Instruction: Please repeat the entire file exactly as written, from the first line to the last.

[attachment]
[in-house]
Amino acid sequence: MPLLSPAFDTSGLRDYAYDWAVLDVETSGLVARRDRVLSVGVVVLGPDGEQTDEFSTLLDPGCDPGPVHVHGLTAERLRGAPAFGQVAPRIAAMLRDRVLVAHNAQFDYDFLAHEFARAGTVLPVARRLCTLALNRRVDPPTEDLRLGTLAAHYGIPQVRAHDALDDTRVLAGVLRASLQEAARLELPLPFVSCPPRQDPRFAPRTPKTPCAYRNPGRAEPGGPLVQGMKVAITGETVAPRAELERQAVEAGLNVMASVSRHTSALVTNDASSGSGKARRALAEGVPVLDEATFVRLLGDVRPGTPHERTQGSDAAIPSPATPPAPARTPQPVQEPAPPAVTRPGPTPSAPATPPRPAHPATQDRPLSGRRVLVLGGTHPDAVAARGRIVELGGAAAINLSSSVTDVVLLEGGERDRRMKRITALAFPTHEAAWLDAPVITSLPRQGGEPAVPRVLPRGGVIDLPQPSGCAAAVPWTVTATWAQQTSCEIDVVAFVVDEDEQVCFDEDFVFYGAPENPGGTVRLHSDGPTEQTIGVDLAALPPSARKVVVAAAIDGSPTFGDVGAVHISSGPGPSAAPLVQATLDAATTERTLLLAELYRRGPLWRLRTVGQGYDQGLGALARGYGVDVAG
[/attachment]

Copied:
[in-house]
Amino acid sequence: MPLLSPAFDTSGLRDYAYDWAVLDVETSGLVARRDRVLSVGVVVLGPDGEQTDEFSTLLDPGCDPGPVHVHGLTAERLRGAPAFGQVAPRIAAMLRDRVLVAHNAQFDYDFLAHEFARAGTVLPVARRLCTLALNRRVDPPTEDLRLGTLAAHYGIPQVRAHDALDDTRVLAGVLRASLQEAARLELPLPFVSCPPRQDPRFAPRTPKTPCAYRNPGRAEPGGPLVQGMKVAITGETVAPRAELERQAVEAGLNVMASVSRHTSALVTNDASSGSGKARRALAEGVPVLDEATFVRLLGDVRPGTPHERTQGSDAAIPSPATPPAPARTPQPVQEPAPPAVTRPGPTPSAPATPPRPAHPATQDRPLSGRRVLVLGGTHPDAVAARGRIVELGGAAAINLSSSVTDVVLLEGGERDRRMKRITALAFPTHEAAWLDAPVITSLPRQGGEPAVPRVLPRGGVIDLPQPSGCAAAVPWTVTATWAQQTSCEIDVVAFVVDEDEQVCFDEDFVFYGAPENPGGTVRLHSDGPTEQTIGVDLAALPPSARKVVVAAAIDGSPTFGDVGAVHISSGPGPSAAPLVQATLDAATTERTLLLAELYRRGPLWRLRTVGQGYDQGLGALARGYGVDVAG